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What, Really, is the Place for Human Rights? Defining the Vagueness

Richard B. Johnson

Co-Founder + Partner
December 17, 2021

Human rights have been at the forefront of employment issues for a long time, but in the current climate we are seeing a massive surge in human rights-related questions and complaints. We encourage every worker and every person in BC to familiarize themselves with their provincially and federally-protected rights in the workplace.  

Where Are Human Rights Defined?

Every person in Canada is entitled to basic human rights. The human rights of workers in British Columbia are defined by one of two standards:

The Federal Canadian Human Rights Act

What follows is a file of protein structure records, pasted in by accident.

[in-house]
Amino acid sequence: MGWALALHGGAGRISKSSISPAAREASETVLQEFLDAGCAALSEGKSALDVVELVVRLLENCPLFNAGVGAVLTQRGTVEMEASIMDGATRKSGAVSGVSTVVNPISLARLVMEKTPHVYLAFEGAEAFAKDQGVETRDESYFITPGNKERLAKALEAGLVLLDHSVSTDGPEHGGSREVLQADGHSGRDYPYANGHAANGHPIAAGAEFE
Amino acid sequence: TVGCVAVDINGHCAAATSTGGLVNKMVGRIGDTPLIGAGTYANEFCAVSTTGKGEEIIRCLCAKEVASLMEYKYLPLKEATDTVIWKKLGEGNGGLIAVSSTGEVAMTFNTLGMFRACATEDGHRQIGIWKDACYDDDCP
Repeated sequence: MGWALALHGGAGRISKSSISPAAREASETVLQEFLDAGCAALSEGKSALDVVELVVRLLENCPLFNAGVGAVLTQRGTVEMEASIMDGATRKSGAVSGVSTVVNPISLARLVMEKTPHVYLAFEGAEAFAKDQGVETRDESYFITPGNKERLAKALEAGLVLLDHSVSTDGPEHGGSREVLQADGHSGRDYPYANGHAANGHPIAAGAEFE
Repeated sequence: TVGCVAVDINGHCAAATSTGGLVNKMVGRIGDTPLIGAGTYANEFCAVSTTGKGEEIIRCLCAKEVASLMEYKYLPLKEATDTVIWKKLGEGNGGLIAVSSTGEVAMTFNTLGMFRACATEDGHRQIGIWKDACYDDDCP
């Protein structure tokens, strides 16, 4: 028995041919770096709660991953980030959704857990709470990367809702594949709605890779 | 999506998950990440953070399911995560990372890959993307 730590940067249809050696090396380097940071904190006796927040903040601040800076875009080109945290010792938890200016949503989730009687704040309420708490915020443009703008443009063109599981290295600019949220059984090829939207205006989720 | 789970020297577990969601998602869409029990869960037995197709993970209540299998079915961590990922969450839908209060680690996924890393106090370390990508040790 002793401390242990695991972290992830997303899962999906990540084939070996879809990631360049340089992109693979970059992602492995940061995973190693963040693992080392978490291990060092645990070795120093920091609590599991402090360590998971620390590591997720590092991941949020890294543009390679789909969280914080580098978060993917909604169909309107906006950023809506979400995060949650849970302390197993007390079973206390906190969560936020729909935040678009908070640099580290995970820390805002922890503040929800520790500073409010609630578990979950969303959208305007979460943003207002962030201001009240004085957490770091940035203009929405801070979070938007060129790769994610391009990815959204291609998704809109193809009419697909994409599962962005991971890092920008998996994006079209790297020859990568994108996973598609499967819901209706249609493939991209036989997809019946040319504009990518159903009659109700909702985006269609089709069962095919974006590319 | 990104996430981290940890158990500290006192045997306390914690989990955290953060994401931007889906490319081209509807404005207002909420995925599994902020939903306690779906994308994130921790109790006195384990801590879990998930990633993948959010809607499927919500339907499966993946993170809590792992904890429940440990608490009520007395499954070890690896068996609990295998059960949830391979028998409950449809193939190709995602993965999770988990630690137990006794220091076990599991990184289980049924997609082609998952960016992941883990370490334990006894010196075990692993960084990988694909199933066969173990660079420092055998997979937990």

This Act covers human rights for workers in federally-governed and regulated industries, such as airlines, utilities, and interprovincial transportation and shipping.

The BC Human Rights Code

The Code covers all provincially-governed workers — which is, essentially, any worker based in BC who is not in a federally-regulated industry. This means everything from office employees to construction and restaurant workers.

Every province in Canada has its own specific human rights legislation, and each of those statutes has similar but not identical protections to each other and the employee protections in the Canadian Human Rights Act.

Our focus here will be on the BC Human Rights Code.

What is Protected Under the Human Rights Code?

The Code defines prohibited grounds for discrimination. This means that, under the Code, an employee (or potential employee) cannot be discriminated against for any of the following qualities: